Give Galileo a break!

From Ken Hacker [932403]

In response to Rick Marken --

You perceive, therefore you are. You are, therefore you perceive.
That's ideology, my friend.

Arrogance in what is called scientific activity is closing doors to
inquiry and citing mathematics or "working models" or experiments as
the only acceptable form of reasoning about knowledge claims. I understand
the PCT is making solid claims and shaking sacred ground; I like that and
find it invigorating. But I prefer reasoning based on data as opposed to
reasoning based on someone in PCT says it's so and therefor you must
accept it or as Mary implies, you are an idiot if you do not accept
this perspective lock, stock, and barrel. Science is based on data and
religion is based on faith. I want more data and less faith in regard to
PCT.

Of course, Rick, if any of this bothers you, remember that such a thing
is impossible. You are bothering yourself; my words hold no information --
any feelings or reactions you have now are produced by yourself. Therefore,
if you ticked, you had better castigate yourself, right?

Alfred Whitehead argued that all things are always in process, so that
knowledge about anything requires movement back and forth among a variety
of perspectives. I think this is needed with theories of human behavior.
Various perspectives offer knowledge about different aspects of behavior.
Thus, anthropology is no less valid or more valid than PCT, just different
in what it chooses to study. Now comparing PCT to behaviorism or
cognitivism is certainly different and I can see that PCT could offer some
pushes toward a paradigm shift in the study of internal self-regulation and
production of behavior. I think that is the central strength of
PCT as I have observed it so far. I see no contributions of PCT, thus far,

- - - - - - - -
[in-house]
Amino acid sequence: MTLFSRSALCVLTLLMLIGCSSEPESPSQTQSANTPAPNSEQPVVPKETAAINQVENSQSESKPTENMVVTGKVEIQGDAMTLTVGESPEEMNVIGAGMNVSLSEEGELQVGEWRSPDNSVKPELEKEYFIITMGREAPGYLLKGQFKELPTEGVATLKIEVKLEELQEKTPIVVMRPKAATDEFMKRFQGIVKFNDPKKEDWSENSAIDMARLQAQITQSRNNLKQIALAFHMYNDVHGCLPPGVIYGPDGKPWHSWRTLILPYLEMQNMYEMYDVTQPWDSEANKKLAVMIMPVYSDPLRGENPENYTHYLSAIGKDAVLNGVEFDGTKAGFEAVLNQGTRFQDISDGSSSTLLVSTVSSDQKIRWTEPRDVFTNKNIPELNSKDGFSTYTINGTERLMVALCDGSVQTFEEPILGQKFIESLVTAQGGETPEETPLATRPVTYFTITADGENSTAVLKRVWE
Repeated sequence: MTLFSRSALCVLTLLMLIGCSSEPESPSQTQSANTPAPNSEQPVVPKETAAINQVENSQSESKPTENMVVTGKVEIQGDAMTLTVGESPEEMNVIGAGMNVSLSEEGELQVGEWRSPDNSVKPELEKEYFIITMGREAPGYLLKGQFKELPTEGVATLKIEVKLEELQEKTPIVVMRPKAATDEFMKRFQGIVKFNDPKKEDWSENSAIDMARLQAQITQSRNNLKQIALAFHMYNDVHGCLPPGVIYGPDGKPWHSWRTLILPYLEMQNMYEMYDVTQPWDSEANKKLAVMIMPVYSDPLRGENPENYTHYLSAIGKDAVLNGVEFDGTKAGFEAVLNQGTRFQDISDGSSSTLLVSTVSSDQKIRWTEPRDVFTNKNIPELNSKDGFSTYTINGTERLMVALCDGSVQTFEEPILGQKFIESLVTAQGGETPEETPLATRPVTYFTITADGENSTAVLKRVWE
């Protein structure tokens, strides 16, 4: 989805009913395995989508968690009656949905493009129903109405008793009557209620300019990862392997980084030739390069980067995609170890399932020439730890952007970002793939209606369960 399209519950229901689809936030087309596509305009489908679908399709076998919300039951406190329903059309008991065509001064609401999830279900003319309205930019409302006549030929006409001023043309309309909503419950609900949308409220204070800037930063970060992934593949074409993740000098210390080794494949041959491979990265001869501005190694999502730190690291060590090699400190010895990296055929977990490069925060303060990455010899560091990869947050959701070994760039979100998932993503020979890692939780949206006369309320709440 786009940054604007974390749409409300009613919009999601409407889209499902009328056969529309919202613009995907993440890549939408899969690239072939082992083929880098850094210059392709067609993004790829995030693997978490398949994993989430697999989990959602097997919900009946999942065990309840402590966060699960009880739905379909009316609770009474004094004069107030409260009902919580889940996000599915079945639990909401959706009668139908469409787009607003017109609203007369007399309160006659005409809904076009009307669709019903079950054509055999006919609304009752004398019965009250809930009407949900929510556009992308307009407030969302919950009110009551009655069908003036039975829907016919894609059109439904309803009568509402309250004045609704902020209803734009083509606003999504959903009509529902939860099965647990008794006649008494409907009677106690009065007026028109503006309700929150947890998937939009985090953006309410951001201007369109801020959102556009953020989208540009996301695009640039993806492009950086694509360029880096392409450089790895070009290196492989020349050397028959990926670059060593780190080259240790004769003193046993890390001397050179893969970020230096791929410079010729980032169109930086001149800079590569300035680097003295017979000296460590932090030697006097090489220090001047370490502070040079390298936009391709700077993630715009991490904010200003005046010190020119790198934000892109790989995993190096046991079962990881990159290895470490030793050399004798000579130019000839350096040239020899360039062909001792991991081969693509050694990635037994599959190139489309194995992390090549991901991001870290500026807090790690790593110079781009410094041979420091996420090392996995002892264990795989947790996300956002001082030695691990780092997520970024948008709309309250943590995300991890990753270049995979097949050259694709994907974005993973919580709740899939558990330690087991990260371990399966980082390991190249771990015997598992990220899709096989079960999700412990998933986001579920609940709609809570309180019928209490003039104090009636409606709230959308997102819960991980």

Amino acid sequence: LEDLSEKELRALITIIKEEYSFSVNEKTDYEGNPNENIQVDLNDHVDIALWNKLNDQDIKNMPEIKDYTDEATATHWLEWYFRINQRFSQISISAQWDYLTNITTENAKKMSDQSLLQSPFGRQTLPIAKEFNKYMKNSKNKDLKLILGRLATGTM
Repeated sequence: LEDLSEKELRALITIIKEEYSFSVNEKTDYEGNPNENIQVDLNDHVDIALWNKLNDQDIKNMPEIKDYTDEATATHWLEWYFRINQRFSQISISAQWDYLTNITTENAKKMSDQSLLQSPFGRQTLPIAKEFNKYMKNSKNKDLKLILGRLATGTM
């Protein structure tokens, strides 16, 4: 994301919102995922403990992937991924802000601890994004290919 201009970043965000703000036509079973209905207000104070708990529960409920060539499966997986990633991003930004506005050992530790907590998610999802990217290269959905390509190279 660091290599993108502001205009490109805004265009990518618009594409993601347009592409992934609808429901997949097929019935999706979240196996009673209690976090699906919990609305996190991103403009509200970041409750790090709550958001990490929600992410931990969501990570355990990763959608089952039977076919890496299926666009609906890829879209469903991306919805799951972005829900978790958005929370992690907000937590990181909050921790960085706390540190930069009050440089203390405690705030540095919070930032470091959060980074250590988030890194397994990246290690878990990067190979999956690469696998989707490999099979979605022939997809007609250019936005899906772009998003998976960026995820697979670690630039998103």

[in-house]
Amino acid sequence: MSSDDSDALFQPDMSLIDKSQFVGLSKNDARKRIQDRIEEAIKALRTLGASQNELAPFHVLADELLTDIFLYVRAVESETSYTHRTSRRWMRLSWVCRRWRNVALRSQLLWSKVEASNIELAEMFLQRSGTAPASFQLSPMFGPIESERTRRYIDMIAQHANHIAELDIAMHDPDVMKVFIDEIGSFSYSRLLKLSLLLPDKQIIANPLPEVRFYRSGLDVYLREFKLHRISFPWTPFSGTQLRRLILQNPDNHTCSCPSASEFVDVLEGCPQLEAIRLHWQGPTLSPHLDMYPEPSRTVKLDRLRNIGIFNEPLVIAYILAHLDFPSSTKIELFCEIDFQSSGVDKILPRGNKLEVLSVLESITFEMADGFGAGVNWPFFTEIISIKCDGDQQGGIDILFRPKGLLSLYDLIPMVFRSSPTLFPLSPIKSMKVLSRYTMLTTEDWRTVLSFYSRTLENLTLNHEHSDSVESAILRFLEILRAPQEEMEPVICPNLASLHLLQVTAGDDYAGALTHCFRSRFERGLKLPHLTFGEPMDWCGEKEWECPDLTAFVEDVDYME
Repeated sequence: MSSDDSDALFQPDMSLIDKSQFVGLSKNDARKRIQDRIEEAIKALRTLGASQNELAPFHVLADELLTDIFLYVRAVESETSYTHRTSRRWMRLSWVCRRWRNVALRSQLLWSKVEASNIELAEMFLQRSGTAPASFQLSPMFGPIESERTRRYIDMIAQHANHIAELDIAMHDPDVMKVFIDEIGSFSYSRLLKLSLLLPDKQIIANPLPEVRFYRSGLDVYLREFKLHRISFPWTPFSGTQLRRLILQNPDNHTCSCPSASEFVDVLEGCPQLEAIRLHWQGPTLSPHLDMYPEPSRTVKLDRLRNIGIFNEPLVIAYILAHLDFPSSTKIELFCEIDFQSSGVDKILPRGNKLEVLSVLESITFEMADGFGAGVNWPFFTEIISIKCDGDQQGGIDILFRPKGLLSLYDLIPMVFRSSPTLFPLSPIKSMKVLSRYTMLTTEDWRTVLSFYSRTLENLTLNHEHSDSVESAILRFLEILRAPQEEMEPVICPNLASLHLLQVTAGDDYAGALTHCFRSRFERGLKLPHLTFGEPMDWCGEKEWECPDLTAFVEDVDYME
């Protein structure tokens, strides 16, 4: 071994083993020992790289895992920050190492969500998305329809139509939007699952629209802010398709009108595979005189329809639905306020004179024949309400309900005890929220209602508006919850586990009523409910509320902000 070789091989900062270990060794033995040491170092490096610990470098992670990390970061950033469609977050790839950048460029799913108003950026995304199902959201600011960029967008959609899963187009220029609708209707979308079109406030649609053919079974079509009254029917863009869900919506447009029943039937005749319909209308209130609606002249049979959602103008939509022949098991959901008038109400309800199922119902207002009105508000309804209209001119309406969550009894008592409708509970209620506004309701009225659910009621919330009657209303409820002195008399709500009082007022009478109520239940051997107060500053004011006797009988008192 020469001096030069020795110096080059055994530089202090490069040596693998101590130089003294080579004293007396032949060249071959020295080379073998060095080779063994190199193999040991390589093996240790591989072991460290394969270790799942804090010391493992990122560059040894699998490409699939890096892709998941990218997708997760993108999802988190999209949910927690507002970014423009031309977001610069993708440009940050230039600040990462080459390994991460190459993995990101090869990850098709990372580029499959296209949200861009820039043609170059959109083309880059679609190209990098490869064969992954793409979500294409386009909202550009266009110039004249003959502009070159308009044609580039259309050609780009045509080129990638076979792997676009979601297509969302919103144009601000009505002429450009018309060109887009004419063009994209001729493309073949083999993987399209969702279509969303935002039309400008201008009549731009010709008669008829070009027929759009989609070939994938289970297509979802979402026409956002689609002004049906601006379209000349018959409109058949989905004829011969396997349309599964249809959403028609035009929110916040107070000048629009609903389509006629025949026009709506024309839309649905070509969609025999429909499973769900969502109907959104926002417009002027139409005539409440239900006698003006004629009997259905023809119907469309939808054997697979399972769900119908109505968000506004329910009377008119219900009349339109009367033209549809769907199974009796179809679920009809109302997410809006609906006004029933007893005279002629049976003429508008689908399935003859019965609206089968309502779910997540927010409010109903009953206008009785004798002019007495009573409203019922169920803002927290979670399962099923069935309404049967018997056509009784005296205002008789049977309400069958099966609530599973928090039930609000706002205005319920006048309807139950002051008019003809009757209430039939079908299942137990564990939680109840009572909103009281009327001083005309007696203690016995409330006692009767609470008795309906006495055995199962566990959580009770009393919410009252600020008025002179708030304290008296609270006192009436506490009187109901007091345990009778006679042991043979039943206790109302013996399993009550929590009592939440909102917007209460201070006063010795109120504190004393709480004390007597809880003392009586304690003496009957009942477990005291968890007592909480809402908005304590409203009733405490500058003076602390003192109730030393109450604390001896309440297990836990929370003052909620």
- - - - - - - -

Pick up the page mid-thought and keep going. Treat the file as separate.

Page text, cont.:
to any claims about social interaction, societies, social systems,
organizations, cultures, or language. It may be that PCT does not wish to
explain any of this stuff, but all of it is essential to human behaviors
at some level. Maybe, as Klaus Krippendorff told me, control theory is
best suited to explaining physical movements of human beings more than
anything else.

I believe that humans behavior is most wholly a matter of self-organization,
and hence, I remain interested in PCT, in part because I see psychology as
limited in describing the processes versus variables of human thinking and
adapting. Each human regulates his.her behaviors to maintain certain goal
states. I believe that when a sensor provides feedback to the comparator
and the comparator guides the activator, that the behaviors produced by the
activator generate external feedforward-feedback loops which are what I
study as social interaction. In other words, I think there is a social loop
to human behavior and control which does not deny, negate, replace, or
override the internal loops and levels described by PCT, and which exists
when the control system is in contact with other control systems.

All conscious, purposeful, and deliberate human behavior requires feedback.
Feedback is not a simple or singular structure/process in a complex control
system such as a human. A guided missile adjusts its course and hits its
target in adapting its motion to the received feedback of radio waves it
has directed and had sent back to it from its target. A human receives
messages that are sent back in relation to messages that have been sent out.
Whether internal or external, or both, the control system still counteracts
or amplifies deviation. I am not arguing that feedback from other humans
comes orginally from then; my points is that we include other humans in loops
of feedback which we create. Wiener said, "This matter of social feedback is
of very great sociological and anthropological interest." I agree, but I
dont think that he or anyone else has demonstrated why YET.

Cheers, Ken Hacker